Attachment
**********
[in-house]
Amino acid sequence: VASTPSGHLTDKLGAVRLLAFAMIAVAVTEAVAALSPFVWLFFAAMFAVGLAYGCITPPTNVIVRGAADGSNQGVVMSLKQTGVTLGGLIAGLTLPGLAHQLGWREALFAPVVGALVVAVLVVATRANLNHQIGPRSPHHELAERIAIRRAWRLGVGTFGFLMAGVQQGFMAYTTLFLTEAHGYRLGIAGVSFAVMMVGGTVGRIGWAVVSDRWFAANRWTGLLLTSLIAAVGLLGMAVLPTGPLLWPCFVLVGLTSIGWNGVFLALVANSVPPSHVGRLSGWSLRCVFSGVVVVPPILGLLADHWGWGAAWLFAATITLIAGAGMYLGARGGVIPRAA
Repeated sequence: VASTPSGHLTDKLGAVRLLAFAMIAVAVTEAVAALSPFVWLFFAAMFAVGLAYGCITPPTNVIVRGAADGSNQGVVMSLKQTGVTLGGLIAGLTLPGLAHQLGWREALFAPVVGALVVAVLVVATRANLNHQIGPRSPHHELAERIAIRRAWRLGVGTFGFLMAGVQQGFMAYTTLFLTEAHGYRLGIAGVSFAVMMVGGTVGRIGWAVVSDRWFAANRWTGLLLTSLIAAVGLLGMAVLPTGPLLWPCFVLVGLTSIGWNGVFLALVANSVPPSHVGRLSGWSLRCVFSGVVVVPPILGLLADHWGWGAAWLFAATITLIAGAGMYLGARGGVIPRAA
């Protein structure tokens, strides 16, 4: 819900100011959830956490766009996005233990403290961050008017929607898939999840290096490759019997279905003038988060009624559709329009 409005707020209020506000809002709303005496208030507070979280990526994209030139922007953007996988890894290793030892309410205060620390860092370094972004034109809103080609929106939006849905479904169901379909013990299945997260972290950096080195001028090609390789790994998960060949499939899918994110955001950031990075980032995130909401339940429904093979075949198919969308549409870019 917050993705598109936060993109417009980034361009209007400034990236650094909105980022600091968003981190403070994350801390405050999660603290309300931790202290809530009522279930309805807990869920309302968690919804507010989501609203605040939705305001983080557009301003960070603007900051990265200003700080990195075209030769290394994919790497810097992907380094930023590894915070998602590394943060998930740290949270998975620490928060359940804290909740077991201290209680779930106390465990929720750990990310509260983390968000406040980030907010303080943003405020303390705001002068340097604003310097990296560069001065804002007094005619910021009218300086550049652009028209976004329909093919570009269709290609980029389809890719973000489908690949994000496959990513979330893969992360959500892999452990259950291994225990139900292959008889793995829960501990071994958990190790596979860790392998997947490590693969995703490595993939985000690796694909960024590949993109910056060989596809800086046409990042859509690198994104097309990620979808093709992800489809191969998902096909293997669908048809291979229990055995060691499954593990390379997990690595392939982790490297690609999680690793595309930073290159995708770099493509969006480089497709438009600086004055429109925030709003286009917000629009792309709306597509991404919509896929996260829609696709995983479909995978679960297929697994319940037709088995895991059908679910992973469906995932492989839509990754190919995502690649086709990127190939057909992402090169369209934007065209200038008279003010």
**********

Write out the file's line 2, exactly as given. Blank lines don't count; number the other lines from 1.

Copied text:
Amino acid sequence: VASTPSGHLTDKLGAVRLLAFAMIAVAVTEAVAALSPFVWLFFAAMFAVGLAYGCITPPTNVIVRGAADGSNQGVVMSLKQTGVTLGGLIAGLTLPGLAHQLGWREALFAPVVGALVVAVLVVATRANLNHQIGPRSPHHELAERIAIRRAWRLGVGTFGFLMAGVQQGFMAYTTLFLTEAHGYRLGIAGVSFAVMMVGGTVGRIGWAVVSDRWFAANRWTGLLLTSLIAAVGLLGMAVLPTGPLLWPCFVLVGLTSIGWNGVFLALVANSVPPSHVGRLSGWSLRCVFSGVVVVPPILGLLADHWGWGAAWLFAATITLIAGAGMYLGARGGVIPRAA